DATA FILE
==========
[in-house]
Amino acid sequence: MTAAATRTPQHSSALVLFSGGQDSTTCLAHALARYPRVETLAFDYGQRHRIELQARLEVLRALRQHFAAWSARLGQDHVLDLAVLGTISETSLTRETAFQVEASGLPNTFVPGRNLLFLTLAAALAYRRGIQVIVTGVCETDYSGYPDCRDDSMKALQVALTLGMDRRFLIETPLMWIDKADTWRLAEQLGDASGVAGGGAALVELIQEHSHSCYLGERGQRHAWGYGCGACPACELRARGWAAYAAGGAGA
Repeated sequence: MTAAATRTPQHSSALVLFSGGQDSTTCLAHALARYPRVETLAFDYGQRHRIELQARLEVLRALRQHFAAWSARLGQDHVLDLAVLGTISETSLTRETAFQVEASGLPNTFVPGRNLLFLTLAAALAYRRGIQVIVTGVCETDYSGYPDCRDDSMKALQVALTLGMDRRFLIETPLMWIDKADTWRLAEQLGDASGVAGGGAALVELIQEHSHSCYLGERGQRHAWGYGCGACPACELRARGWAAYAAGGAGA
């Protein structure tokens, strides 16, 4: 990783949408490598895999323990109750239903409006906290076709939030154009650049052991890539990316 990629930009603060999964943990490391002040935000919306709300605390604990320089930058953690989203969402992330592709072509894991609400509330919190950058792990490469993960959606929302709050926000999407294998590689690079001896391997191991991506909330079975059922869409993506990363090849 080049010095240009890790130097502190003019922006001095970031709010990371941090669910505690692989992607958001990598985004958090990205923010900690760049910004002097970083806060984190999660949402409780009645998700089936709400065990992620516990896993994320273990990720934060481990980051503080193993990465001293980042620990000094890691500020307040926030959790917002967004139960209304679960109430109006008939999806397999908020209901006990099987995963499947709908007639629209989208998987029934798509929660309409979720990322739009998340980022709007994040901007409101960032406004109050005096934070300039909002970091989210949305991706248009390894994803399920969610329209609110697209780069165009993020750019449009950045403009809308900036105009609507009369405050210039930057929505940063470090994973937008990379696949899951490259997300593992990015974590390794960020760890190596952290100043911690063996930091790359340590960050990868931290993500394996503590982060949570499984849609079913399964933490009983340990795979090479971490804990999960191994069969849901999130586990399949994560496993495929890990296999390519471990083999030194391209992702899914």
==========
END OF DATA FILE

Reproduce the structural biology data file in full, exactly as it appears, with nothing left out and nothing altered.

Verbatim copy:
[in-house]
Amino acid sequence: MTAAATRTPQHSSALVLFSGGQDSTTCLAHALARYPRVETLAFDYGQRHRIELQARLEVLRALRQHFAAWSARLGQDHVLDLAVLGTISETSLTRETAFQVEASGLPNTFVPGRNLLFLTLAAALAYRRGIQVIVTGVCETDYSGYPDCRDDSMKALQVALTLGMDRRFLIETPLMWIDKADTWRLAEQLGDASGVAGGGAALVELIQEHSHSCYLGERGQRHAWGYGCGACPACELRARGWAAYAAGGAGA
Repeated sequence: MTAAATRTPQHSSALVLFSGGQDSTTCLAHALARYPRVETLAFDYGQRHRIELQARLEVLRALRQHFAAWSARLGQDHVLDLAVLGTISETSLTRETAFQVEASGLPNTFVPGRNLLFLTLAAALAYRRGIQVIVTGVCETDYSGYPDCRDDSMKALQVALTLGMDRRFLIETPLMWIDKADTWRLAEQLGDASGVAGGGAALVELIQEHSHSCYLGERGQRHAWGYGCGACPACELRARGWAAYAAGGAGA
């Protein structure tokens, strides 16, 4: 990783949408490598895999323990109750239903409006906290076709939030154009650049052991890539990316 990629930009603060999964943990490391002040935000919306709300605390604990320089930058953690989203969402992330592709072509894991609400509330919190950058792990490469993960959606929302709050926000999407294998590689690079001896391997191991991506909330079975059922869409993506990363090849 080049010095240009890790130097502190003019922006001095970031709010990371941090669910505690692989992607958001990598985004958090990205923010900690760049910004002097970083806060984190999660949402409780009645998700089936709400065990992620516990896993994320273990990720934060481990980051503080193993990465001293980042620990000094890691500020307040926030959790917002967004139960209304679960109430109006008939999806397999908020209901006990099987995963499947709908007639629209989208998987029934798509929660309409979720990322739009998340980022709007994040901007409101960032406004109050005096934070300039909002970091989210949305991706248009390894994803399920969610329209609110697209780069165009993020750019449009950045403009809308900036105009609507009369405050210039930057929505940063470090994973937008990379696949899951490259997300593992990015974590390794960020760890190596952290100043911690063996930091790359340590960050990868931290993500394996503590982060949570499984849609079913399964933490009983340990795979090479971490804990999960191994069969849901999130586990399949994560496993495929890990296999390519471990083999030194391209992702899914």